State v. Thompson
(1996), 116 Ohio App. 3d 740 -- Defendant may have had an open container, a minor misdemeanor, but refused officers' demand he go with them to their cruiser to be checked on the computer. Being placed in the cruiser amounted to arrest. Minor misdemeanors are not arrestable offenses if suspect offers adequate evidence of identity. Arrest was not lawful. Resisting conviction reversed.
State v. Peay
(1991), 62 Ohio Misc. 2d 92 -- Though deputy had information that the defendant sold drugs and owned a gun, the reason for stopping his truck was two minor misdemeanor citations. Since the defendant had a right not to be arrested, the search of his vehicle was illegal.
State v. Harkness
(1991), 75 Ohio App. 3d 7 -- Bond set in an amount in excess of the maximum fine for disorderly conduct, as a minor misdemeanor, is unlawful.
State v. Ellison
, 148 Ohio App. 3d 270,
-- Arrest for a minor misdemeanor not justified by failure to provide satisfactory identification. Subject did not have ID, but provided an address, Social Security number, date of birth and information about prior contacts with the police, most of which were verified. Officer's suspicion about identity were not objectively reasonable.
State v. Gasnik
(1998), 132 Ohio App. 3d 612 -- Charge was amended from an M-4 to a minor misdemeanor carrying a lower time limit within which trial must commence. Time limit becomes the earlier date between the time limit applicable to the original charge, or the time limit for the reduced charge, running from the date of amendment.
State v. King
(1996), 114 Ohio App. 3d 669 --
continuance of the trial of a minor misdemeanor at 4:55 on a Friday found reasonable.
University Heights v. Dachman
(1984), 20 Ohio App. 3d 26 -- Time tolled for period needed to rule on jury demand in minor misdemeanor dog feces case.
State v. Hammer
(1992), 82 Ohio App. 3d 663, 666 -- Trial court did not err in having minor misdemeanor traffic charges tried to the same jury hearing a related vehicular homicide charge.
State v. Coyle
(1984), 14 Ohio App. 3d 185 -- Though a minor misdemeanor had been set for jury trial along with a more serious offense, once the more serious charge was dropped, any right to jury trial on the minor misdemeanor was extinguished.
State v. Cordle
(January 8, 1985), Franklin Co. App. No. 84AP-484, unreported (1985 Opinions 29) -- When a minor misdemeanor is tried to the bench at the same time more serious charges are tried to the jury, the doctrine of res judicata bars the judge from convicting the defendant when acquittal by the jury means a common element has been resolved in the defendant's favor. Also see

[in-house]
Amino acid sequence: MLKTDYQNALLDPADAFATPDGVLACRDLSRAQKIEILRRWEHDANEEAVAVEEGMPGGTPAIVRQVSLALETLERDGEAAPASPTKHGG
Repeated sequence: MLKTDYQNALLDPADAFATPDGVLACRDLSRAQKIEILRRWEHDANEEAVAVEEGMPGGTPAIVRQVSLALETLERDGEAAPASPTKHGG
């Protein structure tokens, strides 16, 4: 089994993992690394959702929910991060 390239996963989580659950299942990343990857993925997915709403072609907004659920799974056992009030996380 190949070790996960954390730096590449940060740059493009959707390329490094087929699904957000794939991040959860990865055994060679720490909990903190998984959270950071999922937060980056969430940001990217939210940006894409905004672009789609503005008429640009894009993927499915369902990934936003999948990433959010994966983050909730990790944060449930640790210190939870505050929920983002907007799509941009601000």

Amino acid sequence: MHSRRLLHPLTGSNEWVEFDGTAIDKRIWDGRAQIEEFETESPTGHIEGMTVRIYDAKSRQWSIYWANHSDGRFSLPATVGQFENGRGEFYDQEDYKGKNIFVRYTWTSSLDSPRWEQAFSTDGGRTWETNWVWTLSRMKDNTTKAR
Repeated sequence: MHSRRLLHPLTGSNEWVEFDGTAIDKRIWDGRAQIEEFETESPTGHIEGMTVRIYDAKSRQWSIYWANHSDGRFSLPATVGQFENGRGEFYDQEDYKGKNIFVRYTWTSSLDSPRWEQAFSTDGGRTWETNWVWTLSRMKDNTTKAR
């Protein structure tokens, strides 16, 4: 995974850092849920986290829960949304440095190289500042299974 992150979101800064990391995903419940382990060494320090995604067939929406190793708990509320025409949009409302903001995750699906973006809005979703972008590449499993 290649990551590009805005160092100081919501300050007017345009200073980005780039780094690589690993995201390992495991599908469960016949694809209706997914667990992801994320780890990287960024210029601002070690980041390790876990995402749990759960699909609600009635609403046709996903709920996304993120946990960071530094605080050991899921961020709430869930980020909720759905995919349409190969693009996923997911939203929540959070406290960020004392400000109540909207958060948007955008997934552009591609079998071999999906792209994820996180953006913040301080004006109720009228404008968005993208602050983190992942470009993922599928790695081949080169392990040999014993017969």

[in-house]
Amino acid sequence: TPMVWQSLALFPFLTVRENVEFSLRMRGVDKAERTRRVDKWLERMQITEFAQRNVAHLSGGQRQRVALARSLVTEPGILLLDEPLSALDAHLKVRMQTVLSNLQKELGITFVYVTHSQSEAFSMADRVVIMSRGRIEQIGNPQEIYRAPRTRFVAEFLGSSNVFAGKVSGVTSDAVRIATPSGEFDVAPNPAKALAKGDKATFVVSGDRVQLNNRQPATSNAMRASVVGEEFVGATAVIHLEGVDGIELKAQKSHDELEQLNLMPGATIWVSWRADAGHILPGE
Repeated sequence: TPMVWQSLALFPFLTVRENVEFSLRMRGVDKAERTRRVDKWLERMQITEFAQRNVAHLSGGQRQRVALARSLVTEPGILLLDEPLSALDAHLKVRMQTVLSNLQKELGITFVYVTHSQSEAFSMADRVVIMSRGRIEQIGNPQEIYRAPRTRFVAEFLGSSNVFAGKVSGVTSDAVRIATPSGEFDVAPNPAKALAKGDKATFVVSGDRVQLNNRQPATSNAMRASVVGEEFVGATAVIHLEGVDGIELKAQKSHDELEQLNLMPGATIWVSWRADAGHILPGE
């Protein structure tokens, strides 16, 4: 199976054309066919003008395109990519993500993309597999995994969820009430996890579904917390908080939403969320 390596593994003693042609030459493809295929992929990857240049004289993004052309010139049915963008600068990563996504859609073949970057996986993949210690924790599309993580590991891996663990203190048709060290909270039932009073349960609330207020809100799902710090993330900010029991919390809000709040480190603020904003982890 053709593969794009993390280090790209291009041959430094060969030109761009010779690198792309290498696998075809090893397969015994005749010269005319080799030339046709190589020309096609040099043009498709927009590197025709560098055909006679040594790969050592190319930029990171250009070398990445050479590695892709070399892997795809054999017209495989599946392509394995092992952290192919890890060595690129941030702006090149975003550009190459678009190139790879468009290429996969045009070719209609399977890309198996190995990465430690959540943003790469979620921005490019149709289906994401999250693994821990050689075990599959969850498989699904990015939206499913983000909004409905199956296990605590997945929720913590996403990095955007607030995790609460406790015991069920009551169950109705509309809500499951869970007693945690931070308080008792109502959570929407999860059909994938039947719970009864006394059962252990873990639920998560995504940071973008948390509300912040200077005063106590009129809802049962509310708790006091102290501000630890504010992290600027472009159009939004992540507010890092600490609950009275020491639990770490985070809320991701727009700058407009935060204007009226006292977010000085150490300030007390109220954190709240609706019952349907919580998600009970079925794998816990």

State v. Armstrong
(July 16, 1991), Franklin Co. App. No. 90AP-690 (1991 Opinions 3262);
State v. Capaniro
(March 21, 1995), Franklin Co. App. No. 94APC09-1377, unreported (1995 Opinions 1129);
Beacon Theaters v. Westover
(1959), 359 U.S. 500.
State v. Powers
(1996), 117 Ohio App. 3d 124 -- Costs may be imposed as a part of sentence only if the state is successful. Where the jury acquitted the defendant of assault and menacing, but the court found him guilty of a minor misdemeanor traffic charge, costs could not include jury fees or other costs incurred as a result of the jury trial.
Eastlake v. Kosec
(1985), 29 Ohio App. 3d 259 -- Where the defendant was convicted of only a minor misdemeanor, court lacked authority to order restitution and/or invoke probation in order to force payment to Humane Society.
State v. Brown
, 163 Ohio App. 3d 222,
-- Defendant charged with a minor misdemeanor traffic offense appeared on the date of trial and asked for a continuance so retained counsel could appear. This was denied, based on concern the state's witnesses might not return. Time was allowed for counsel and defense witnesses to appear at a later date. Reversed. The right to counsel is more important than efficient administration of criminal justice.
Cleveland Heights v. Wood
(1995), 107 Ohio App. 3d 616 -- Municipal ordinance elevating minor misdemeanor speeding under the Revised Code to a fourth degree misdemeanor held to be within the municipality's home rule authority and not in conflict with general laws under Article XVIII, Section 3 of the Ohio Constitution.
State v. Jones
(1993), 90 Ohio App. 3d 456 -- Defendant was convicted of possession of an open container of beer, a minor misdemeanor, and his $10,000 pickup was ordered forfeited. Forfeiture under a bootlegging statute,
was precluded as a minor misdemeanor is not an arrestable offense. Forfeiture under
was not possible as the defendant's possession of the truck was lawful.
State v. Weitbrecht
(1999), 86 Ohio St. 3d 368 -- Syllabus: "
[involuntary manslaughter], as applied to a minor misdemeanor traffic offense which results in a vehicular homicide, does not violate the Eighth Amendment to the United States Constitution or Section 9, Article I of the Ohio Constitution." Also see
State v. Manhart
(1999), 135 Ohio App. 3d 499, which also rejects an equal protection claim. Compare
State v. Campbell
(1997), 117 Ohio App. 3d 762.
Timothy E. Pierce
Copyright © Franklin County Public Defender and Timothy E. Pierce, 2015
Contents may not be duplicated without express permission.